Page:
Christian Recruiters Target Religious Rabbits in Race for Inter-Species Faithful

cute_04Recently, we saw the growing fight over canine Christians as religious organizations fight to augment their ranks with recruitment of other species.

The inter-species move may reflect recent polls showing a sharp increase in Americans who say that they are not part of any religion.

Given the known violent propensities of this species, the effort to recruit religious rabbits may alarm some citizens.

It is not simply a matter of Baptist Bunnies hopping into Sunday services. The move sparks a race for the rabbits with different faiths claiming particular breeds, struggling over American Fuzzy Lops and American Sables.

charley-prayingThe Britannia Petite and Sussex rabbits has been claimed by the Anglicans.

The Florida White is an Evangelical breed.

The Californian Rabbit is strictly New Age.

The German Grey is a protestant stronghold.

The Siberian Rabbit is known Russian Orthodox. pippin-counting

As herbivores, the Hindu faith may hold a certain appeal for the mammals.

[Kudos to Patty C for the three additional pictures of observant bunnies]

82 thoughts on “Christian Recruiters Target Religious Rabbits in Race for Inter-Species Faithful”

  1. Jill,

    I think I’m going to do mine in parts. I’ll have a lot of time on the plane so I’ll probably do a good chunk of it then. Give me a couple of weeks to come back and check out your response. Sarah and I are looking forward to Korea. Dallas is a dump.

  2. Hey Clint,

    By the following Sunday (I’m not home much this week) I should be able to tell you what I think of the argument in the book. Korea is supposed to be beautiful from what I”ve heard.


  3. Thanks Buddha, I’ll have to try them. I’m a big fan of most Korean food. I’m told that since I love kimchi, I won’t have a problem with much of the food. But, I am having trouble getting past the blandness of some of their dessert. Where did you stay in Korea?

  4. Thank you Mike A. and also Buddha and anyone else who does so. There’s no time pressure on anyone. Just thanks for engaging in this work!

  5. Clint,

    Enjoy Korea. It’s a beautiful country with wonderful people. The food is simply amazing too. If you’ve never had Korea style ribs, you are in for a treat. Just don’t expect them to look like American ribs – they cross cut them.


    I’ll try to read those, but I have a pretty large reading load as it is. I may not get to them in time to be of use in this thread.

  6. To all:

    I didn’t mean to be exclusionary. I would like to hear the opinions of any poster on this site who will read both books.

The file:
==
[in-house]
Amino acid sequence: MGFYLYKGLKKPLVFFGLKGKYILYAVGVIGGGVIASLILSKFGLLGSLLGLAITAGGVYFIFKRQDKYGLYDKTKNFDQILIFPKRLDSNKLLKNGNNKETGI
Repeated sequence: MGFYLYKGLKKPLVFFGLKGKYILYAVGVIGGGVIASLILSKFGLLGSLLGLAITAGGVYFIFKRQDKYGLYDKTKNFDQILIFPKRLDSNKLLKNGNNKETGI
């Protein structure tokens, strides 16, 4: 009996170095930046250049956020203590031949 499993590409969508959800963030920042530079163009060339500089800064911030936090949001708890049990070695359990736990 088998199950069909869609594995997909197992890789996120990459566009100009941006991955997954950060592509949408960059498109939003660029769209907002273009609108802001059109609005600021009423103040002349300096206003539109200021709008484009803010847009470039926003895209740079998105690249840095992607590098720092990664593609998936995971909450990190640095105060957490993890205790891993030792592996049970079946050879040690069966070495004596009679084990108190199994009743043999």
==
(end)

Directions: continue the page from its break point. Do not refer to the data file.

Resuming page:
7. Clint,

    I’m not being defensive. This is my true opinion of Kellor and this book. I didn’t have any beef with him that would color my opinion of his work. His book was well reviewed by many so I was suprised that I found so many problems with it.

    Mike A.,

    Would you read the books Clint and I are reading if you have the time? I would like to hear your opinion of them.

    Clint choose: “The Reason for God” by Timothy Keller

    I choose: “Jesus, Interrupted: Revealing the Hidden Contradictions in the Bible (and Why We Don’t Know About Them)” by Bart Ehrman

  8. Mike A.,

    I’ll keep it in mind. I’m a bit taxed with preparing to move to Korea and reading several different books right now that I don’t want to have to take with me. I wasn’t really expecting Jill to give me the book challenge :).

  9. Very impressive Jill. I will need to step up my reading and analysis of Ehrman. It seems you are much better at this than me.

    I don’t expect you to read purely from a neutral position (it is impossible for me) but can you attempt to minimize the defenses a bit? If Keller is doing what you are saying, give him the benefit of the doubt and chalk it up to ignorance. I sincerely doubt his intentions are questionable. I’ll try to do the same with Ehrman.

  10. Clint, I thought I’d add my two cents worth. I have read some of Bart Ehrman’s work. His scholarship pretty much traces his personal intellectual journey on biblical studies. If you are interested in some historical perspective on the development of religious thought in this country, I would highly recommend Garry Wills’ “Head and Heart: American Christianities.” It came out a couple of years ago and is now available in paperback.

  11. Hi Clint,

    I’m working on a complete anaylsis of the book where I will reference his writings and say what I think of them. I’d like to do this all at one time. I will absolutely address your question above. One short answer is that he misrepresents the arguments of those with whom he disagrees, then he argues against that misrepresentation in hopes of making his point. I found all of the logical fallacies in this book:

    “Common fallacies of logic and rhetoric

    * Ad hominem – attacking the arguer and not the argument.
    * Argument from “authority”.
    * Argument from adverse consequences (putting pressure on the decision maker by pointing out dire consequences of an “unfavourable” decision).
    * Appeal to ignorance (absence of evidence is not evidence of absence).
    * Special pleading (typically referring to god’s will).
    * Begging the question (assuming an answer in the way the question is phrased).
    * Observational selection (counting the hits and forgetting the misses).
    * Statistics of small numbers (such as drawing conclusions from inadequate sample sizes).
    * Misunderstanding the nature of statistics (President Eisenhower expressing astonishment and alarm on discovering that fully half of all Americans have below average intelligence!)
    * Inconsistency (e.g. military expenditures based on worst case scenarios but scientific projections on environmental dangers thriftily ignored because they are not “proved”).
    * Non sequitur – “it does not follow” – the logic falls down.
    * Post hoc, ergo propter hoc – “it happened after so it was caused by” – confusion of cause and effect.
    * Meaningless question (“what happens when an irresistible force meets an immovable object?).
    * Excluded middle – considering only the two extremes in a range of possibilities (making the “other side” look worse than it really is).
    * Short-term v. long-term – a subset of excluded middle (“why pursue fundamental science when we have so huge a budget deficit?”).
    * Slippery slope – a subset of excluded middle – unwarranted extrapolation of the effects (give an inch and they will take a mile).